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12 June 2017


A Star News Group Publication

Police put bunny bandit behind bars


Covering Endeavour Hills, Doveton & Hallam

Edwards and McMaster join list of Vic’s elite young talent

■ From mischief maker to respected leader, Tom’s now an OAM…

Scouts an honour By Casey Neill

Belvedere Aged Care 41-43 Fintonia Rd Noble Park VIC 3174

(03) 9574 1355


Broome, and their Dandenong South business Hilton Manufacturing. Hilton’s beginnings were in 1976 “in a little tin shed” after Mr Hartley was twice retrenched. Margo said: “It was a great big family. It was never employees. “We always took them as our family. That’s why that place has grown.” Today it employs hundreds of people and is growing rapidly, and son Todd is at the helm. The company earned an induction into the

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Victorian Manufacturing Hall of Fame in 2008. In 2014 Mr Hartley joined the Victorian Manufacturing Hall of Fame Honour Roll, a nod reserved for individuals or organisations that have made an outstanding contribution to manufacturing excellence in Victoria. Greater Dandenong Chamber of Commerce inducted Mr Hartley into its Hall of Fame in 2015. “You get strength from people,” he said. “God puts people in your path that mentor you and inspire you, support you.”

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Endeavour Hills OAM recipient Tom Hartley. glican Church in Dandenong that he met Margo, who received an OAM in 2014. “I felt a bit embarrassed when I got it before Tom,” she said. “Tom has been involved in Scouts now for 60 years. It’s so lovely to see him recognised for all his work to the community, work, family and everything.” They are still involved with the church and have shared a dedication to Scouts, Mercy Ships Australia, a children’s holiday program in



Childhood mischief coupled with cowardice put Tom Hartley on a path to great success. The 80-year-old Endeavour Hills resident received a Medal of the Order of Australia (OAM) in the Queen’s Birthday Honours List on Monday 12 June for service to youth through Scouts and to the community. He was “absolutely thrilled” to receive the nod and pinpointed the moment that started it all. Mr Hartley grew up in Leeds, England, and had a run-in with a vicar over some mischiefmaking. The ultimatum - join the choir or the vicar would take him home to his mum. “Being a coward, I joined the choir,” Mr Hartley said. Through the singing group he met children that he’d seen tending a fire in a park. They told him they were Scouts and he was welcome to join. “I suppose it changed my life,” he said. “I came across other people that cared, particularly my Scout master and he pushed me through to getting my Queen Scout, which opened up a new world for me. “It taught me leadership and teamship, to be resilient, to care for other people and the will to succeed. “I suppose Scouting taught me how to look after kids at first, and then look after and organise adults. “That put me in good stead to run a business in the sense that you’ve got to do all the right things with volunteers or they can quickly leave you. “If you can do it with volunteers, you can certainly do it with paid people.” Mr Hartley’s been a Scouts Australia member since 1956, has served on national and state committees and received honours including Scouts Victoria Life Membership. He started the 7th Doveton Scout group and helped to establish a Hallam group. “Our two boys were both in Scouts, and we hope that our grandchildren will come through,” he said. “I’m still involved in scouting. “I’m vice president of Scouts Victoria.” Mr Hartley arrived in Australia in 1956 as a third-year apprentice toolmaker. He lived with his parents and two sisters in Holmesglen Hostel and then in a Housing Commission home in Doveton, and after marrying Margo lived in Springvale, Hallam and Endeavour Hills. It was through the youth group at St James An-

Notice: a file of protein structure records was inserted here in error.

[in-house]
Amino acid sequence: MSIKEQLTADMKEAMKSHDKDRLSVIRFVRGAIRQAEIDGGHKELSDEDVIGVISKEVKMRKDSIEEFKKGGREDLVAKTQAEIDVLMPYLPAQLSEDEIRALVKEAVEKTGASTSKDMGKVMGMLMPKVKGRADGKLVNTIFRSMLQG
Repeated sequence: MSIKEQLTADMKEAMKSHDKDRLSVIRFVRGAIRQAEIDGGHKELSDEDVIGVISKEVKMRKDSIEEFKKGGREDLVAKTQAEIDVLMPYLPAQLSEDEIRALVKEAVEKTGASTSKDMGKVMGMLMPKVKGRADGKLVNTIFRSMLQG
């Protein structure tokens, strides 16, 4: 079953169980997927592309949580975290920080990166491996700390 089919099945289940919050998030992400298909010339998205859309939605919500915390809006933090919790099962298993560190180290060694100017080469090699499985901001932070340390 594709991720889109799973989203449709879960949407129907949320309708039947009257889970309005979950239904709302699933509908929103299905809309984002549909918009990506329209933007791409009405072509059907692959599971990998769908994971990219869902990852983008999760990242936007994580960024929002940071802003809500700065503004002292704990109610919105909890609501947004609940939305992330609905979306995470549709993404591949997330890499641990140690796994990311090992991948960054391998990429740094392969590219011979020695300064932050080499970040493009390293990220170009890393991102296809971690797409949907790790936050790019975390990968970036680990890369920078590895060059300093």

Journal News - 12th June 2017  
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